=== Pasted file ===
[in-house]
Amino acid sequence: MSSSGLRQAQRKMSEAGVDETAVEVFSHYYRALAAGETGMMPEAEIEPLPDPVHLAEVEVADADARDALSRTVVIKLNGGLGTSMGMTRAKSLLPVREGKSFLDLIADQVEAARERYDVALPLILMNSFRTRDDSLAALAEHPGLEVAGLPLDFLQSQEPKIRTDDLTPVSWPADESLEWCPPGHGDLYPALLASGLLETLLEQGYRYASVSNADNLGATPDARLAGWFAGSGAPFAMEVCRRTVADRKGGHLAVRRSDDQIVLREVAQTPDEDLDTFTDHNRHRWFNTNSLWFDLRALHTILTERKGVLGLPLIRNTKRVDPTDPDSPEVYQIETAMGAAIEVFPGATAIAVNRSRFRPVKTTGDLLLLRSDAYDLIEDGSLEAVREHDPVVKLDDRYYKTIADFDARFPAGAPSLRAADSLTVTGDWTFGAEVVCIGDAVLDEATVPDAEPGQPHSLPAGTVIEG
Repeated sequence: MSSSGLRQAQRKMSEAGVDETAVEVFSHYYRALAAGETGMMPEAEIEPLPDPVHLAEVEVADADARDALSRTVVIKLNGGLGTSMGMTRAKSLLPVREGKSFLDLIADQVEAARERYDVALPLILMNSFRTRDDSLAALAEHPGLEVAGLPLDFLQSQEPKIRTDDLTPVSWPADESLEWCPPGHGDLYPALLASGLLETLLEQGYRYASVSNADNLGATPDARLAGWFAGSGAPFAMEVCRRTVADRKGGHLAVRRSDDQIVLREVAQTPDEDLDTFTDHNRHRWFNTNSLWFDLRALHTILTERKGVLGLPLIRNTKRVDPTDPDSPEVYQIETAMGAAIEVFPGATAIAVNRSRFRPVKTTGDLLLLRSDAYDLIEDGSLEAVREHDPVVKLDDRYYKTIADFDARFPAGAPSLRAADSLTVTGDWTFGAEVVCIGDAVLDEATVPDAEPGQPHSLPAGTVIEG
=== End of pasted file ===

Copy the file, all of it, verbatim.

[in-house]
Amino acid sequence: MSSSGLRQAQRKMSEAGVDETAVEVFSHYYRALAAGETGMMPEAEIEPLPDPVHLAEVEVADADARDALSRTVVIKLNGGLGTSMGMTRAKSLLPVREGKSFLDLIADQVEAARERYDVALPLILMNSFRTRDDSLAALAEHPGLEVAGLPLDFLQSQEPKIRTDDLTPVSWPADESLEWCPPGHGDLYPALLASGLLETLLEQGYRYASVSNADNLGATPDARLAGWFAGSGAPFAMEVCRRTVADRKGGHLAVRRSDDQIVLREVAQTPDEDLDTFTDHNRHRWFNTNSLWFDLRALHTILTERKGVLGLPLIRNTKRVDPTDPDSPEVYQIETAMGAAIEVFPGATAIAVNRSRFRPVKTTGDLLLLRSDAYDLIEDGSLEAVREHDPVVKLDDRYYKTIADFDARFPAGAPSLRAADSLTVTGDWTFGAEVVCIGDAVLDEATVPDAEPGQPHSLPAGTVIEG
Repeated sequence: MSSSGLRQAQRKMSEAGVDETAVEVFSHYYRALAAGETGMMPEAEIEPLPDPVHLAEVEVADADARDALSRTVVIKLNGGLGTSMGMTRAKSLLPVREGKSFLDLIADQVEAARERYDVALPLILMNSFRTRDDSLAALAEHPGLEVAGLPLDFLQSQEPKIRTDDLTPVSWPADESLEWCPPGHGDLYPALLASGLLETLLEQGYRYASVSNADNLGATPDARLAGWFAGSGAPFAMEVCRRTVADRKGGHLAVRRSDDQIVLREVAQTPDEDLDTFTDHNRHRWFNTNSLWFDLRALHTILTERKGVLGLPLIRNTKRVDPTDPDSPEVYQIETAMGAAIEVFPGATAIAVNRSRFRPVKTTGDLLLLRSDAYDLIEDGSLEAVREHDPVVKLDDRYYKTIADFDARFPAGAPSLRAADSLTVTGDWTFGAEVVCIGDAVLDEATVPDAEPGQPHSLPAGTVIEG